Beautiful German of the week.
Because somebody has to admire them.
That means surprisingly.
And you can just hear the disappointment ringing in this article’s title: Arbeitslosigkeit in den USA im Mai überraschend gesunken. That means unemployment in the USA in May sunk surprisingly.
You’ll get over it, Germany. That we’ll get over it, I mean. Now let’s see what you can do about your rising unemployment figures.
Damit haben die Experten nicht gerechnet: Die Arbeitslosenquote in den USA ist trotz der anhaltenden Folgen der Viruskrise überraschend gesunken.
In a bold move to help the ailing German automobile industry, the German government will be spending billions of euros on subsidies for electric cars most likely manufactured by the American electric vehicle maker Tesla Inc. (Germans don’t do electric cars).
Germany raised the incentives to buy electric cars and cut the sales tax on more fuel-efficient internal combustion engines (ICE), but increased taxes on gas guzzling SUVs and sports cars which will hit the profits of the big auto makers.
„Wumms“ für Tesla und Nel. Geldregen für Wasserstoff und E-Auto – Daimler und Co stehen im Regen.
So let’s go on a nice vacation first. It looks like Coronavirus is going to take a little longer than expected to wipe out the German race so Germans aren’t wasting any time getting their priorities straight.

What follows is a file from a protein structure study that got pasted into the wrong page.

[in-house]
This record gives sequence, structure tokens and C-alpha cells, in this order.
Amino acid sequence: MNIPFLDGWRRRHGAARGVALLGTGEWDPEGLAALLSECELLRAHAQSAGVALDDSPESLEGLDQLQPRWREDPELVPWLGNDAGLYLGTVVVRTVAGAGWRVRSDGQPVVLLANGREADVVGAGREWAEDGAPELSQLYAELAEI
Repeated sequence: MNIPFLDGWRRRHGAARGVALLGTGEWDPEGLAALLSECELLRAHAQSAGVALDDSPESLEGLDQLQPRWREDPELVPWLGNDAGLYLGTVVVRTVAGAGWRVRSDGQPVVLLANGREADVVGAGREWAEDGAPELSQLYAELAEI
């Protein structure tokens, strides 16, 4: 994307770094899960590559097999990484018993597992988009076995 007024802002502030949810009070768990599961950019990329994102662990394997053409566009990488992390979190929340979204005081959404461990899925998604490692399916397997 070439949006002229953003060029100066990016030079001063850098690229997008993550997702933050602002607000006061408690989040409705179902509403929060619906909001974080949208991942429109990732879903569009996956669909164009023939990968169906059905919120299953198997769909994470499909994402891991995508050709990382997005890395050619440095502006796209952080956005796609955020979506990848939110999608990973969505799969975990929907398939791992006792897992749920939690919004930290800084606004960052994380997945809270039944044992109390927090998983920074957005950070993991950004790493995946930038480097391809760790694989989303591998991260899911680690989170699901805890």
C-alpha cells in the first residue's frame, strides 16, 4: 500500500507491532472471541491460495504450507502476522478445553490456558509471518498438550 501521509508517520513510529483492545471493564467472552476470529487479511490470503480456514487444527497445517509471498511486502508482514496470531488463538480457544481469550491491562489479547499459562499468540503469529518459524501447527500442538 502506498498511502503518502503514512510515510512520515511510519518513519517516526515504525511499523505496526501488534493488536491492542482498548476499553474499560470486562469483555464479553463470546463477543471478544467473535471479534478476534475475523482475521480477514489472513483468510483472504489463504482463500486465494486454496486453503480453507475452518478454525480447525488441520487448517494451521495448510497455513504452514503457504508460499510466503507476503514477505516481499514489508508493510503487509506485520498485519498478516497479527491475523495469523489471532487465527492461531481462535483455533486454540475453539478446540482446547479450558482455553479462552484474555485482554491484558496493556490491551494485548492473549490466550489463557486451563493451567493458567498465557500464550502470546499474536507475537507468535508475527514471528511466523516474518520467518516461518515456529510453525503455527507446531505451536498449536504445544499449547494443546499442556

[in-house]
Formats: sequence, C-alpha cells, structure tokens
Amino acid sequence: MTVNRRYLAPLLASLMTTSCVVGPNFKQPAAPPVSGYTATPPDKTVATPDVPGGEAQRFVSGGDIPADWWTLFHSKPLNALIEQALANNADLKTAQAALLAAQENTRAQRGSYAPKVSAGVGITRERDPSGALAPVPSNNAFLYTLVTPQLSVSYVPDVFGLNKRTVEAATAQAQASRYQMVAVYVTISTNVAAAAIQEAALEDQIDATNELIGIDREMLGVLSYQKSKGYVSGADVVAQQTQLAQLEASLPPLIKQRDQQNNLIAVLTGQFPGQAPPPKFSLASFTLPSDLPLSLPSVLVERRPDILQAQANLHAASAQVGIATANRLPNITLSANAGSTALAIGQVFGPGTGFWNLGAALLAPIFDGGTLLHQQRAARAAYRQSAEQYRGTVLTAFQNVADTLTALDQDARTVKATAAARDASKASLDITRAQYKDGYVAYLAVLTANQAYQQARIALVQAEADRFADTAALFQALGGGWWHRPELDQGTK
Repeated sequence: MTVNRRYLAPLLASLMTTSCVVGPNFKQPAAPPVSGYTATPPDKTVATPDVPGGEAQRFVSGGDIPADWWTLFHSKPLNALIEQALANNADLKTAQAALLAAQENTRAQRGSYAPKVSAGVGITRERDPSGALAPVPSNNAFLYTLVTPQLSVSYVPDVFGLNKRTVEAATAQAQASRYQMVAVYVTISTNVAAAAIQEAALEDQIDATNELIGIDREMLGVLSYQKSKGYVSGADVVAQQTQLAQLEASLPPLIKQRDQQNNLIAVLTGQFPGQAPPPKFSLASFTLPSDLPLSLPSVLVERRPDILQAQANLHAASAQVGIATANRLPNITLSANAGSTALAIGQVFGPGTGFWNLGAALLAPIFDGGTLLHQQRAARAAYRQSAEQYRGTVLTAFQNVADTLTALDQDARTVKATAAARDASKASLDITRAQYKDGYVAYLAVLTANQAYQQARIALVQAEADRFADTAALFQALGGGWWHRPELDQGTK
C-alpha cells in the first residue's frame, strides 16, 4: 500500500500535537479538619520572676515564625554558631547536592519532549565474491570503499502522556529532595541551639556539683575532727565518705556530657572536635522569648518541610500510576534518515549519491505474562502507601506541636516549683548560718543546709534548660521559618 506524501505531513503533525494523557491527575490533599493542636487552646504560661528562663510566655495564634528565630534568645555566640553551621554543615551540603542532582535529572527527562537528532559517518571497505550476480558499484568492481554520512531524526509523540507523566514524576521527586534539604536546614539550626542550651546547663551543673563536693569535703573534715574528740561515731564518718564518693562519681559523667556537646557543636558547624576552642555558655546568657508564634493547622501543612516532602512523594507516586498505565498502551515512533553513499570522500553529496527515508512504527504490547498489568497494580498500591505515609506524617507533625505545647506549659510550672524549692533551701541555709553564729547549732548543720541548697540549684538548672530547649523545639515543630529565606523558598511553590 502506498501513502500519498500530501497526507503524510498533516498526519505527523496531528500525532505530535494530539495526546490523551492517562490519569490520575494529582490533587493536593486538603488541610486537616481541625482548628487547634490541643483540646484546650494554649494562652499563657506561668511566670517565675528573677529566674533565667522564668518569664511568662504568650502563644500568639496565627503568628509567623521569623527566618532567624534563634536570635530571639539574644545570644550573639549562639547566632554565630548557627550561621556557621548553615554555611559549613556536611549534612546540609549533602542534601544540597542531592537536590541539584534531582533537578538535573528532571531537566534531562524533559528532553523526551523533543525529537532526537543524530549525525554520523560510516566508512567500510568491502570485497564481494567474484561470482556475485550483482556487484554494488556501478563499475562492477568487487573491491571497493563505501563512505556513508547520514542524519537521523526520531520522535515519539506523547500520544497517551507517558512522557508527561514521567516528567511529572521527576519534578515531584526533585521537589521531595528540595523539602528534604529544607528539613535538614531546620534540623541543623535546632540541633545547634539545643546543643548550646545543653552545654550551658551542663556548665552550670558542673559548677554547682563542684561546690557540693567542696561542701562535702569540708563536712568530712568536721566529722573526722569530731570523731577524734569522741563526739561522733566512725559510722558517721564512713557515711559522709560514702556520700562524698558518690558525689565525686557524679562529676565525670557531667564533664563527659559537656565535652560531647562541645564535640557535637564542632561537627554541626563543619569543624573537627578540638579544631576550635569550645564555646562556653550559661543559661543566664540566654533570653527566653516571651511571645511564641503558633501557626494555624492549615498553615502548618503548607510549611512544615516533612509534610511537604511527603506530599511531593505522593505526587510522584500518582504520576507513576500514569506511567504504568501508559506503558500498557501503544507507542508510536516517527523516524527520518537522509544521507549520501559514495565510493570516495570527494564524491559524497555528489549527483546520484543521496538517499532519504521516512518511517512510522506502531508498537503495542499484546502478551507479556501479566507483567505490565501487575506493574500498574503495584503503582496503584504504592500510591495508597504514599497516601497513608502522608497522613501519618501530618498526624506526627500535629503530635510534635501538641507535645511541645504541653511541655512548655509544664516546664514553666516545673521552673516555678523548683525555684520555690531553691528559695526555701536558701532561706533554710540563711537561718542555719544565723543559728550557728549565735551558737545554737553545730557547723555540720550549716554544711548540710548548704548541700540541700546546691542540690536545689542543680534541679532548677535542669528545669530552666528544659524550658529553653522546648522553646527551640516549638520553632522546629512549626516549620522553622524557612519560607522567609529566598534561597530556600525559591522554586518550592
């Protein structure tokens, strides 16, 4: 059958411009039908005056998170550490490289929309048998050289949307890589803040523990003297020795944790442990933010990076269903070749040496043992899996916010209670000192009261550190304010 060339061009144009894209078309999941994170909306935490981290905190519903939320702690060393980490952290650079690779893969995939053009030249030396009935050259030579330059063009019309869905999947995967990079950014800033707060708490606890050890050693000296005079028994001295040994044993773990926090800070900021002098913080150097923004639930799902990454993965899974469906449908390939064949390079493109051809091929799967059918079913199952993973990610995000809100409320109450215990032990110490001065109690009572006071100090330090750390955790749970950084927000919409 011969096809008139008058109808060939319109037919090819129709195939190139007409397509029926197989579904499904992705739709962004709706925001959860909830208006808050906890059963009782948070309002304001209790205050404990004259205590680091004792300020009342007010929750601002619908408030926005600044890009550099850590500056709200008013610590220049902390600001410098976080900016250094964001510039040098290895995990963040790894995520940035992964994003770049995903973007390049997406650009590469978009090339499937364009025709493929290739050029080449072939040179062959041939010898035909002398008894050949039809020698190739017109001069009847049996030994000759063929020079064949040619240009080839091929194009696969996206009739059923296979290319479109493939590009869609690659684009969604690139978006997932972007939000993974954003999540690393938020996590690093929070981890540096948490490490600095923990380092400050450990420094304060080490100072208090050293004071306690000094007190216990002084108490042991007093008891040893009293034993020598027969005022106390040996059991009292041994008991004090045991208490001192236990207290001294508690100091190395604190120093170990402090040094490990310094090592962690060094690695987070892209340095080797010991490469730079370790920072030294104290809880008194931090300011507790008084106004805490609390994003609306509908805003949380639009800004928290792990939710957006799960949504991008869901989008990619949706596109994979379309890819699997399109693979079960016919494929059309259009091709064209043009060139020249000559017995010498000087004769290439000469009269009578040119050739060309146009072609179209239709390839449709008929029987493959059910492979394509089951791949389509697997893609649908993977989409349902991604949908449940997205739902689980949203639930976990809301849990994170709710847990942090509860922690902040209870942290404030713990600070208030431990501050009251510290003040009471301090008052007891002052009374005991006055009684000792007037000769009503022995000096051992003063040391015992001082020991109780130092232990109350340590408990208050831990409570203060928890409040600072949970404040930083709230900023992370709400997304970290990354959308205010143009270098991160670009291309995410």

Coronavirus: Germany to lift travel ban for 29 European countries on June 15 – The German Foreign Minister Heiko Maas has confirmed that Germany will remove a travel ban on EU member states and some other countries from June 15. However, he stressed that this was not “an invitation to travel.”
“We must not let this lull us into a false sense of security.”
Just kidding. But they have spread to Berlin and London, of course.
Clearly obsessed with the country they love to hate… Outcry over the killing of George Floyd has gone international, with people taking to the streets in Berlin and London to show solidarity with US protesters. In Germany, soccer stars wore T-shirts and knelt in support.
Not terribly original but, hey. It’s the thought that counts.
What do you mean? Berlin’s party joke phantom airport may be opening after all?
Too bad I didn’t keep our plane tickets from 2012 as souvenirs. They showed us departing from Los Angeles (LAX) and arriving at Berlin Brandenburg Airport (BER), which was just about to open. But the launch, already delayed the previous year, was again called off at the last minute. So we landed instead at the charming but small Tegel airport (TXL) that dates back to the early Cold War…
To pessimists, BER symbolizes Germany’s bad developments. Its highly publicized bureaucratic and engineering fiascoes have dented the country’s former reputation — not always entirely flattering — of being relentlessly meticulous and punctual. The subtext is that Germany, whether it’s building airports or algorithms, is increasingly leaving economic dynamism to others, especially China.